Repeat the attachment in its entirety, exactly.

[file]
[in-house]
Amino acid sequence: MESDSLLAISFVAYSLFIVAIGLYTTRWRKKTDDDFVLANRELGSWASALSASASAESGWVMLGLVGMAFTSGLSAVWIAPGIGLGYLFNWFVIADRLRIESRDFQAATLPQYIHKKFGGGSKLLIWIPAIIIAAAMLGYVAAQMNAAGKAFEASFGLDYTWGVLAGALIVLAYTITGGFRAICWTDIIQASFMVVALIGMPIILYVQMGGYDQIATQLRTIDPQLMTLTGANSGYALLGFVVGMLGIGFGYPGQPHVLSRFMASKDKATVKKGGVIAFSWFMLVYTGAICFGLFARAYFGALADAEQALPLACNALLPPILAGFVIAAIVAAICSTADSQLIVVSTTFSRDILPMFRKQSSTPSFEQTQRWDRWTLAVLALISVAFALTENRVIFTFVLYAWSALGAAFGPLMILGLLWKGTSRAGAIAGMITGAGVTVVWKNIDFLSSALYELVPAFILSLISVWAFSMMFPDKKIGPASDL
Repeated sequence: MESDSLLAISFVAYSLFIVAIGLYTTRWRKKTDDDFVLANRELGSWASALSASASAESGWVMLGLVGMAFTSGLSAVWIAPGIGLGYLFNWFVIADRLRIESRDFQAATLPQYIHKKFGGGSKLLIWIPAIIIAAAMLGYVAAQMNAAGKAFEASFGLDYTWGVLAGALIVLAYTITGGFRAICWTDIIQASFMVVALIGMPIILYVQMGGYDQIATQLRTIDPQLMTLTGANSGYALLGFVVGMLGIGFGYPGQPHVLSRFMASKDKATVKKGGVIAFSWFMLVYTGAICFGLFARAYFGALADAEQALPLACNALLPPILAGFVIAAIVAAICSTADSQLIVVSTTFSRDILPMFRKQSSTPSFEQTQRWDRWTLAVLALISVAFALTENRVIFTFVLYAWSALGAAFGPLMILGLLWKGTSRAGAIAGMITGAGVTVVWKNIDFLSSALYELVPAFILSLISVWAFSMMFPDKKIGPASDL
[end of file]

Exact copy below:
[in-house]
Amino acid sequence: MESDSLLAISFVAYSLFIVAIGLYTTRWRKKTDDDFVLANRELGSWASALSASASAESGWVMLGLVGMAFTSGLSAVWIAPGIGLGYLFNWFVIADRLRIESRDFQAATLPQYIHKKFGGGSKLLIWIPAIIIAAAMLGYVAAQMNAAGKAFEASFGLDYTWGVLAGALIVLAYTITGGFRAICWTDIIQASFMVVALIGMPIILYVQMGGYDQIATQLRTIDPQLMTLTGANSGYALLGFVVGMLGIGFGYPGQPHVLSRFMASKDKATVKKGGVIAFSWFMLVYTGAICFGLFARAYFGALADAEQALPLACNALLPPILAGFVIAAIVAAICSTADSQLIVVSTTFSRDILPMFRKQSSTPSFEQTQRWDRWTLAVLALISVAFALTENRVIFTFVLYAWSALGAAFGPLMILGLLWKGTSRAGAIAGMITGAGVTVVWKNIDFLSSALYELVPAFILSLISVWAFSMMFPDKKIGPASDL
Repeated sequence: MESDSLLAISFVAYSLFIVAIGLYTTRWRKKTDDDFVLANRELGSWASALSASASAESGWVMLGLVGMAFTSGLSAVWIAPGIGLGYLFNWFVIADRLRIESRDFQAATLPQYIHKKFGGGSKLLIWIPAIIIAAAMLGYVAAQMNAAGKAFEASFGLDYTWGVLAGALIVLAYTITGGFRAICWTDIIQASFMVVALIGMPIILYVQMGGYDQIATQLRTIDPQLMTLTGANSGYALLGFVVGMLGIGFGYPGQPHVLSRFMASKDKATVKKGGVIAFSWFMLVYTGAICFGLFARAYFGALADAEQALPLACNALLPPILAGFVIAAIVAAICSTADSQLIVVSTTFSRDILPMFRKQSSTPSFEQTQRWDRWTLAVLALISVAFALTENRVIFTFVLYAWSALGAAFGPLMILGLLWKGTSRAGAIAGMITGAGVTVVWKNIDFLSSALYELVPAFILSLISVWAFSMMFPDKKIGPASDL